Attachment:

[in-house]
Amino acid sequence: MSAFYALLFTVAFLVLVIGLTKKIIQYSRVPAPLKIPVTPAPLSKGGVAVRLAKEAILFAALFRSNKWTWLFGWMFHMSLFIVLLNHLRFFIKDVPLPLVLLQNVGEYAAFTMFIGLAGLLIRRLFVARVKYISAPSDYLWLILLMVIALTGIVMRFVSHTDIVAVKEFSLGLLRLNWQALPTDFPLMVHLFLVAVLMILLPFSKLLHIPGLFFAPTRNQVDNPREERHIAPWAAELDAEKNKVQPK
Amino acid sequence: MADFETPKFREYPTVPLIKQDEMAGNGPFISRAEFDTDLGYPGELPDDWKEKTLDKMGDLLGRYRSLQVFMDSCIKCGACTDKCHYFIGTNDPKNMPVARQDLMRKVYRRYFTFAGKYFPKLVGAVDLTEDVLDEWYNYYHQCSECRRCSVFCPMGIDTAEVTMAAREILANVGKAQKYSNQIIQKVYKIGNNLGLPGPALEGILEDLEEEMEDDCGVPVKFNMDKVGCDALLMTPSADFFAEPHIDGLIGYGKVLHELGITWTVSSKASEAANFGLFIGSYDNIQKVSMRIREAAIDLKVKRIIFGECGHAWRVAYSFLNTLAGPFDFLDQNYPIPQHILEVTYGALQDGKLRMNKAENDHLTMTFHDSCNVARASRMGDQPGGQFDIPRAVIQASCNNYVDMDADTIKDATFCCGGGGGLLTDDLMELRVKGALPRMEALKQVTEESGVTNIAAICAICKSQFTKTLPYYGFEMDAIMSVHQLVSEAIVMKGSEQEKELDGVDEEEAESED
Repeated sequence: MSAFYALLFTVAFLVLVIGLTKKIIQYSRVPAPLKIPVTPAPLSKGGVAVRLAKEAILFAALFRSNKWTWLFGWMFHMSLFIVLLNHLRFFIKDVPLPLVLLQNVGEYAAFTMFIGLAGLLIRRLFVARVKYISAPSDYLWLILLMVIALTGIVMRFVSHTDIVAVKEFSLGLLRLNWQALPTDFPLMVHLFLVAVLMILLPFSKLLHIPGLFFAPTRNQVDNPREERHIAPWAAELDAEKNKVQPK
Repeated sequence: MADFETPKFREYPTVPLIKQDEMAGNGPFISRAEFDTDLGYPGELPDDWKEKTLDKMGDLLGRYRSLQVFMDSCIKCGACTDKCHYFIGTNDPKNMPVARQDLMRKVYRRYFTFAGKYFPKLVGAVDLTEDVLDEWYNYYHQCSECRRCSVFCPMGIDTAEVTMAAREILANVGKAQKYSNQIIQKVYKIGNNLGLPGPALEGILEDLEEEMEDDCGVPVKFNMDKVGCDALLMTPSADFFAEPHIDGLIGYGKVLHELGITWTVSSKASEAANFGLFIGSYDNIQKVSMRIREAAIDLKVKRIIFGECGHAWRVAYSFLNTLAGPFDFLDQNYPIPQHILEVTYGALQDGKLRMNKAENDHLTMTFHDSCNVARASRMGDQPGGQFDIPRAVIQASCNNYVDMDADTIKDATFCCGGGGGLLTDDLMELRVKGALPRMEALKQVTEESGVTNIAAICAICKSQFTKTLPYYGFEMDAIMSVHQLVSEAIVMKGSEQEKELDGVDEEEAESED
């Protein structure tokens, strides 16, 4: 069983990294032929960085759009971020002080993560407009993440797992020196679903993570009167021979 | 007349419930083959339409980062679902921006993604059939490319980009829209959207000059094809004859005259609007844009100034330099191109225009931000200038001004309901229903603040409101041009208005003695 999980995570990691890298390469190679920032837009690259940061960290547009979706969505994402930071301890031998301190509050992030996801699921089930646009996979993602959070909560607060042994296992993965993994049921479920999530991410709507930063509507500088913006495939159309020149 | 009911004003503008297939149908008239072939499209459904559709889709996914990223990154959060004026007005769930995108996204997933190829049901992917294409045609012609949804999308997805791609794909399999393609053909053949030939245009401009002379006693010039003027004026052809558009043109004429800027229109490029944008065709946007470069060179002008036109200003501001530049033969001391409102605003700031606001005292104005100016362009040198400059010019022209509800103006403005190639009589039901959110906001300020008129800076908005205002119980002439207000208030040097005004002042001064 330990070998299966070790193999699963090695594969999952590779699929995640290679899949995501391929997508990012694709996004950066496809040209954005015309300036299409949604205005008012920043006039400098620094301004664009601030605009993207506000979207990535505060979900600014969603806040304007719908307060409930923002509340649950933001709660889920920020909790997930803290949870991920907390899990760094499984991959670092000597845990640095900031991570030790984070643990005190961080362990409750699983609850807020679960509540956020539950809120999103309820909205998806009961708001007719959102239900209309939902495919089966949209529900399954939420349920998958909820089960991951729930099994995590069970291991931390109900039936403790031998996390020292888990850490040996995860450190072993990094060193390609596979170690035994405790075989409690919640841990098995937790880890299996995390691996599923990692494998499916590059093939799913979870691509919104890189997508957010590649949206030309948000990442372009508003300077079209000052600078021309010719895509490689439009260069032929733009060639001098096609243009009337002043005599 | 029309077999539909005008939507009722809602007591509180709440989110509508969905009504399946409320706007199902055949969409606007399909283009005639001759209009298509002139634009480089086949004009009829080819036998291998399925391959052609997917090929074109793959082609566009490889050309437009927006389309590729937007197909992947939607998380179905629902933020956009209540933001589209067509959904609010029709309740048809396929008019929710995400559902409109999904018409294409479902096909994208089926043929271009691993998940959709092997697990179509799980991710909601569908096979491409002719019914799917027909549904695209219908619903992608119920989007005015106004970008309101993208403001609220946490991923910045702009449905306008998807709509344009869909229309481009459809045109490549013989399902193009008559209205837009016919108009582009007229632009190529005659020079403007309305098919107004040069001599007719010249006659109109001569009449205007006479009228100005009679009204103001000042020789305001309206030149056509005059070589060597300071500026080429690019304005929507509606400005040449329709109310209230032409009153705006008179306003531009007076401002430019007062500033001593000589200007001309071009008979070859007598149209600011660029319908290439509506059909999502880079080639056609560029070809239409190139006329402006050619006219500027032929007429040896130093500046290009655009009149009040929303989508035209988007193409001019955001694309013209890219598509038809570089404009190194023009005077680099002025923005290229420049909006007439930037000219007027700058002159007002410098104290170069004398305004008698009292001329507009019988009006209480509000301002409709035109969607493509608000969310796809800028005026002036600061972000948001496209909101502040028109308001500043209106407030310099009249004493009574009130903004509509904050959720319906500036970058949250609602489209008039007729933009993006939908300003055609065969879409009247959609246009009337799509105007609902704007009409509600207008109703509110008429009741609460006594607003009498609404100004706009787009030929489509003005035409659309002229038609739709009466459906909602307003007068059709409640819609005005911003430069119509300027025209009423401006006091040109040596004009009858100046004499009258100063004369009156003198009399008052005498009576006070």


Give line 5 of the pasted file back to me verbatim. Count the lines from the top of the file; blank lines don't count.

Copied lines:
Repeated sequence: MADFETPKFREYPTVPLIKQDEMAGNGPFISRAEFDTDLGYPGELPDDWKEKTLDKMGDLLGRYRSLQVFMDSCIKCGACTDKCHYFIGTNDPKNMPVARQDLMRKVYRRYFTFAGKYFPKLVGAVDLTEDVLDEWYNYYHQCSECRRCSVFCPMGIDTAEVTMAAREILANVGKAQKYSNQIIQKVYKIGNNLGLPGPALEGILEDLEEEMEDDCGVPVKFNMDKVGCDALLMTPSADFFAEPHIDGLIGYGKVLHELGITWTVSSKASEAANFGLFIGSYDNIQKVSMRIREAAIDLKVKRIIFGECGHAWRVAYSFLNTLAGPFDFLDQNYPIPQHILEVTYGALQDGKLRMNKAENDHLTMTFHDSCNVARASRMGDQPGGQFDIPRAVIQASCNNYVDMDADTIKDATFCCGGGGGLLTDDLMELRVKGALPRMEALKQVTEESGVTNIAAICAICKSQFTKTLPYYGFEMDAIMSVHQLVSEAIVMKGSEQEKELDGVDEEEAESED